Part of what makes Teen Titans Go! so good is that they address Robin’s potential issues in a way that is still funny and engaging. His “type A” personality, for instance, is usually the butt of some damn good jokes. And after seeing the live action Titans trailer with Robin exclaiming to... well you know Batman, we’re happy for a sillier take on Robin.


While we like the idea of fun, standalone episodes, there is a simple truth at the heart of Teen Titans Go!: the characters are very static. Even after half a decade of episodes and their own movie, characters like Robin are the same now as they were back in the very first episode.

That’s why the original Teen Titans show is superior in terms of characterization. When it comes to characters like Robin, we see him grow and develop as both a person and a hero. As a fan, once you become invested in the character, it’s very rewarding to see him grow from episode to episode and season to season.

We’ve talked a lot about Robin on this list, and there’s a reason for it. The original conception of the Teen Titans was “what if the sidekicks formed a team?”, and Robin has always been the model sidekick. The character was originally created so that young audiences could have someone to relate to.

As much as we hate to say it, this is one area where Teen Titans Go! definitely shines. Many of the “flaws” of these characters are that they"re silly, petty, and just wanting to have fun instead of being a serious hero. If we’re being honest, any given comics fan is much more like these characters than the grim and gritty likes of someone like Batman.


If you’re a hardcore fan of these characters, then Teen Titans Go! can often be very frustrating for a simple reason. All of your favorite characters constantly live in the shadow of the older and better heroes. Heck, that was the entire plot of their movie, with Robin’s need to prove that he and the others were real heroes.

In the original Teen Titans cartoon, though, our heroes take the center stage and never look back. The plots focus on them and cause us to root for the characters as they grow and mature. Let’s face the truth: it’s a lot easier to root for Robin and the others when you’re not constantly told they are inferior characters.

When you think about it, comic books are a very quirky medium. There are many strange details, like the old school habit of editors throwing in meta-jokes in their commentary. The result? Readers grow up with comics that are very self-aware at all times.

And that’s one of the things that we love about Teen Titans Go! In addition to the silly jokes, the show and its creators are clearly aware of things like what the haters say about it. By the time you get to episodes making fun of each Titan becoming grim and serious, it’s tough not to root for a show that is actively dunking on its harshest critics.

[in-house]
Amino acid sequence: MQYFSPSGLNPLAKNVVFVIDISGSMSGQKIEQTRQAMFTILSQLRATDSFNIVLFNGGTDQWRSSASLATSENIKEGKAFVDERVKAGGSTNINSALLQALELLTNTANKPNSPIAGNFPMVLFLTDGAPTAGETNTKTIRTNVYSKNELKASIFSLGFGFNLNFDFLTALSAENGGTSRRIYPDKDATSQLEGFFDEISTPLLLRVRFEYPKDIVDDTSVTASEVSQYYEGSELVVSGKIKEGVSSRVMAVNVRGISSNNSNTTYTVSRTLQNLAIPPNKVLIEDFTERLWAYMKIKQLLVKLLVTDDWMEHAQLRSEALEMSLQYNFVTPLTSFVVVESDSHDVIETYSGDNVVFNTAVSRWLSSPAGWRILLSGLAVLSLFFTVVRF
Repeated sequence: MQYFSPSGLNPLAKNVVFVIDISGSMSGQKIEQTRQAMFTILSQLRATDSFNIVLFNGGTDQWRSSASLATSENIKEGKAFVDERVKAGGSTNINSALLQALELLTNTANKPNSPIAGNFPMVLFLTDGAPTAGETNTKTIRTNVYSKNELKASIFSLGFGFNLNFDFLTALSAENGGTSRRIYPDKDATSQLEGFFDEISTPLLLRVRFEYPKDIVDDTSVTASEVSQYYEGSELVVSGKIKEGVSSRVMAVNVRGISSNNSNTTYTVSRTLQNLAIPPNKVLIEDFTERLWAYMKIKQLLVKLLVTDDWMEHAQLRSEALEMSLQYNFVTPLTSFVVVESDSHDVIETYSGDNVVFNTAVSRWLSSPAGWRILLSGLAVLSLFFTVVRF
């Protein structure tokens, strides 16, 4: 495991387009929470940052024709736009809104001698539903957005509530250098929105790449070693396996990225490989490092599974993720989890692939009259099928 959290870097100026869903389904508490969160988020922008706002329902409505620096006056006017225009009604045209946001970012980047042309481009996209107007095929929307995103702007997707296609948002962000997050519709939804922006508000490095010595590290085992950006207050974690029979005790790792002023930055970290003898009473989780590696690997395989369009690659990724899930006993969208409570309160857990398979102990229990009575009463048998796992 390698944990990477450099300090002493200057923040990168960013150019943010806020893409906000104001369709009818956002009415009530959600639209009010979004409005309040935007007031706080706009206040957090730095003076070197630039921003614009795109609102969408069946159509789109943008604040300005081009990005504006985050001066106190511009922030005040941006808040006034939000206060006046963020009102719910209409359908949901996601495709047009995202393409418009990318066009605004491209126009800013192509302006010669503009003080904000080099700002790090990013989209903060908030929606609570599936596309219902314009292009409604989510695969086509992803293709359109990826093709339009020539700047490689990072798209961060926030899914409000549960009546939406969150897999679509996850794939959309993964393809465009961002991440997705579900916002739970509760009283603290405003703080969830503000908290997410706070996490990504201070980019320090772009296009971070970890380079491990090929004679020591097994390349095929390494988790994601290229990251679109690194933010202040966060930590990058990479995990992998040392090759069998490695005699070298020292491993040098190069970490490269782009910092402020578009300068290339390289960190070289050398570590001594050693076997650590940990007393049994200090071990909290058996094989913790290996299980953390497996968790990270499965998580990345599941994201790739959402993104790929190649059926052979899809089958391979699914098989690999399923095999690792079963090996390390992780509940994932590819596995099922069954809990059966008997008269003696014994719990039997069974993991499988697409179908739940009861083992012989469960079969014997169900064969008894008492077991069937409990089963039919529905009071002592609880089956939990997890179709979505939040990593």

We’ve been talking a lot about comic books here, but that’s to be expected when it comes to TV shows based on comics and comic characters. One issue remains true: when it comes to TV or cinematic adaptations, fans are always going to look for how faithful something is to the original material.

There’s no way around this one -- the original Teen Titans cartoon is more faithful to the comics than Teen Titans Go! will ever be. The show managed to make viewers laugh and cry, sometimes in the same episode. And fans of the comics could look forward to seeing the show deal with arcs from the comics, like those with Slade and with Terra.

Ever wonder why the divide between fans of these shows is so big? We’ve got a theory about that. The original Teen Titans comics offered a nice blend of light humor and dark plot developments. You could go from Beast Boy’s latest prank to destruction and mayhem in the blink of an eye.

In a really weird way, Teen Titans Go! does a better job of continuing this tradition. The show is mostly known for its frequent and absurd humor. But as IGN’s Jesse Schedeen recently noted, the show includes surprisingly dark beats like Robin’s angst and Raven’s demonic daddy issues. Even the easter eggs are filled with “I can’t believe they did that,” including seeing Joker’s Robin-beating crowbar on display in the Batcave.


Obviously, we’ve been singing the praises of Teen Titans Go! quite a bit. However, there’s one way it can never be better than the original show, simply because it has a different audience. What are we talking about? Teen Titans Go! is deliberately aimed at kids, and Teen Titans was deliberately aimed at teenagers.

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Therefore, a teenager watching Teen Titans could see a bit of themselves when characters like Beast Boy had to balance a heroic life and a low-paying job. Or they could see their own tentative romances in the relationship between Robin and Starfire. At the end of the day, the original cartoon represented actual teenage life in a way its successor series could never copy.